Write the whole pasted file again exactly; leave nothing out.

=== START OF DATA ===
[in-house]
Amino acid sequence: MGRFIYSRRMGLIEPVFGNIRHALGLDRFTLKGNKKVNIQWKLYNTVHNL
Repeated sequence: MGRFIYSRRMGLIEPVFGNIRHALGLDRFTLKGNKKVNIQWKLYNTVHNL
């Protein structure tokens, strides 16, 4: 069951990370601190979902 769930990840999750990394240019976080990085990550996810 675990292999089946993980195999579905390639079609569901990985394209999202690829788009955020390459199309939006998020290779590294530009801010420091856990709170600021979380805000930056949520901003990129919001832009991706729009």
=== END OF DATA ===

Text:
[in-house]
Amino acid sequence: MGRFIYSRRMGLIEPVFGNIRHALGLDRFTLKGNKKVNIQWKLYNTVHNL
Repeated sequence: MGRFIYSRRMGLIEPVFGNIRHALGLDRFTLKGNKKVNIQWKLYNTVHNL
């Protein structure tokens, strides 16, 4: 069951990370601190979902 769930990840999750990394240019976080990085990550996810 675990292999089946993980195999579905390639079609569901990985394209999202690829788009955020390459199309939006998020290779590294530009801010420091856990709170600021979380805000930056949520901003990129919001832009991706729009």